That done, I spread it on my knee and admired it, somewhat unhappily. It was at this moment that I remembered that after six repeats of slipped stitch diamonds, I was supposed to switch to slipped stitch zig zags, and a quick count revealed that I’d gone too far. I had seven repeats, one too many. I successfully resisted the urge to gnaw the cast on edge of it as an expression of frustration, but instead I very maturely ripped back a diamond, and began the zig-zag part.
Doing that part of the chart felt really fresh, really new, really interesting, and for a little while I felt better about it, until I realized that it shouldn’t feel fresh and new, because it’s the same pattern on the back. Six diamonds and then a zig-zag- and if I’d already done this, then why was it charming?
I reached for the back, already knowing the truth. Sure enough, I’d been so focused on get the diamonds right that I’d gotten them right all the way up. Not a zig-zag in sight. That means, gentle readers, that I’ve got to rip the back all the way back to the top of the sixth diamond and try actually following the chart.
Bugger it all.
Awash in hopelessness for this sweater, I went and got a glass of wine (abstaining sure as s**t wasn’t helping) and returned to the front. I’d do that right, then at least have a finished part before I had to do the demoralizing work of ripping up the back. Right there, after the sixth completed diamond, I started the zig-zags, all the while reminding myself that knitting is relaxing and I like it.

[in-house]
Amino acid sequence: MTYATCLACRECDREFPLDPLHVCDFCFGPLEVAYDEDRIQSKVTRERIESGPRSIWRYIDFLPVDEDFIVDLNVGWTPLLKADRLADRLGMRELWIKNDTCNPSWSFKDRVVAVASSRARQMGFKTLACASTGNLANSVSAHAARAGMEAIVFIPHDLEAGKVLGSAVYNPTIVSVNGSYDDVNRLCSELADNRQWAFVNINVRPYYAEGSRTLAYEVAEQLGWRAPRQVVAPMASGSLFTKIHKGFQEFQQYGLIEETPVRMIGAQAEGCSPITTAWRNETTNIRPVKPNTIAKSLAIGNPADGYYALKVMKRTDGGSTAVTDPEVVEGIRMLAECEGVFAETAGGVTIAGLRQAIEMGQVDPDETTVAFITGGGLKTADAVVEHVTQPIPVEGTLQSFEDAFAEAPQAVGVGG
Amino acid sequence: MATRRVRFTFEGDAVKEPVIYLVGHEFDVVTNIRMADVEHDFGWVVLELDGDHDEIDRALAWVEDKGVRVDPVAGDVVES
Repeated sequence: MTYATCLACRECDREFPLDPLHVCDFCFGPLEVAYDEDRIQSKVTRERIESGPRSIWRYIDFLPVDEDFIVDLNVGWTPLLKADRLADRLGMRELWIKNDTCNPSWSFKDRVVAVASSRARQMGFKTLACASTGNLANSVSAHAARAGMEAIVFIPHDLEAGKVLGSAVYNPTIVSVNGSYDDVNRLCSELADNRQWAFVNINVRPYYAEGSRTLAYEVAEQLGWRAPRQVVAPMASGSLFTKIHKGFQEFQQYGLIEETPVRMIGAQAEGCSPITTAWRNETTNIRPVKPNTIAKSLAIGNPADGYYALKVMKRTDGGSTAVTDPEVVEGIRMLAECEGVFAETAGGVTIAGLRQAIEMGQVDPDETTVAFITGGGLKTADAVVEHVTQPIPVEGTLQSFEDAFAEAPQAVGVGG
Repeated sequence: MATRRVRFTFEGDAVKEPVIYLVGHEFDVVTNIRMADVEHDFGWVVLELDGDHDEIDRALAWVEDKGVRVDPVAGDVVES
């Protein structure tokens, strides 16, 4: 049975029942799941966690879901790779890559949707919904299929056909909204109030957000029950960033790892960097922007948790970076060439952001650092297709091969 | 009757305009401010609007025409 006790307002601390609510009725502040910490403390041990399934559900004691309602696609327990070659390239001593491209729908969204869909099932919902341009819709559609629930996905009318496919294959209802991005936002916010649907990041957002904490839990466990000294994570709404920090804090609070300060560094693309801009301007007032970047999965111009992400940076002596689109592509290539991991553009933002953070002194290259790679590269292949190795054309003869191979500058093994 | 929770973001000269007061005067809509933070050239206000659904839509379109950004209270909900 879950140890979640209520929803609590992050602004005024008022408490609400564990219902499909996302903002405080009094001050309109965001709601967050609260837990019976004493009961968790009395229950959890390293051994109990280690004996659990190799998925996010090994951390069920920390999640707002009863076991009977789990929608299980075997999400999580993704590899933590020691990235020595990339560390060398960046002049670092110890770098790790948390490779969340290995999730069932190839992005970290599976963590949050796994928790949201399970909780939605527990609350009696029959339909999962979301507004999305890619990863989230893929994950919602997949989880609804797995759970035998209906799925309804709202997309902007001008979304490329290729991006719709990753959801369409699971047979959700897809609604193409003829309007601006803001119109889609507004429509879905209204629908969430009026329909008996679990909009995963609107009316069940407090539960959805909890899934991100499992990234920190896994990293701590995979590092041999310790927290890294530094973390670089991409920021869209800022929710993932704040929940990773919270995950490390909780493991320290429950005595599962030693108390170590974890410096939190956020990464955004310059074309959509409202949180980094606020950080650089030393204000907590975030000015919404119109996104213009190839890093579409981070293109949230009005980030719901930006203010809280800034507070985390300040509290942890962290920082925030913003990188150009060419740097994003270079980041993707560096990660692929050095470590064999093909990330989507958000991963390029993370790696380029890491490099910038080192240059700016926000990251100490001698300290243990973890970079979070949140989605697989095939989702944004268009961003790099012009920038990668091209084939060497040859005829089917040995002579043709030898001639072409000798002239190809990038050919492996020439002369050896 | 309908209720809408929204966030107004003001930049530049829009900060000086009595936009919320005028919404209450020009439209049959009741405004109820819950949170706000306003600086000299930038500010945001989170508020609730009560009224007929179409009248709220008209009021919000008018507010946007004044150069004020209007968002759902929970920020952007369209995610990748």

As I churned out the zig-zags, I was struck by a thought. Maybe future trouble with this sweater could be prevented if I spent a little time studying the pattern and looking for trouble spots. I went and got a hi-lighter, and started to mark up the pattern. I marked all the spots I tell my students to mark. Words like "at the same time" and "also" and noting the number of repeats of things and the correct stitch counts that the sweater should have at certain points to give me landmarks.
It was while I was doing this, that I happened to notice something. Seven. Seven was the number of diamonds before the zig-zags. SEVEN. Not six, not none – SEVEN. That means that the back is entirely wrong, and that the front was right until I ripped it back and re-knit it so it could be wrong and it was at that exact moment that I put this entire sweater into an opaque bag, so that I don’t even need to see it’s smarmy little stitch pattern staring at me and mocking me through the night. I can feel it smirking and enjoying all the attention and reknits, and well … It can suck it. It can just take it’s little balls of yarn and sit in time out for a while, and maybe forever because really, even though I might not be smart enough to knit this – and that’s pretty much a bummer, because it’s not that hard boys and girls, it’s just not. All you have to do to knit this sweater is read the instructions and do what they say, and I’m not blaming the sweater for my failure to do that.
I just don’t think it needs to enjoy beating me so much, and there’s other wool in the world, and for that matter, a lot of that wool is in this house. This sweater can bite me hard on the hind-parts, because this is supposed to be what I do for fun. I’m a forty two year old woman with working class breasts, short legs and bad hair. I don’t need my self-esteem any lower and I’m certainly not lowering it myself. I have bathing suit shopping to do that for me, and I don’t need it from a hobby.
Somebody pass me my sock.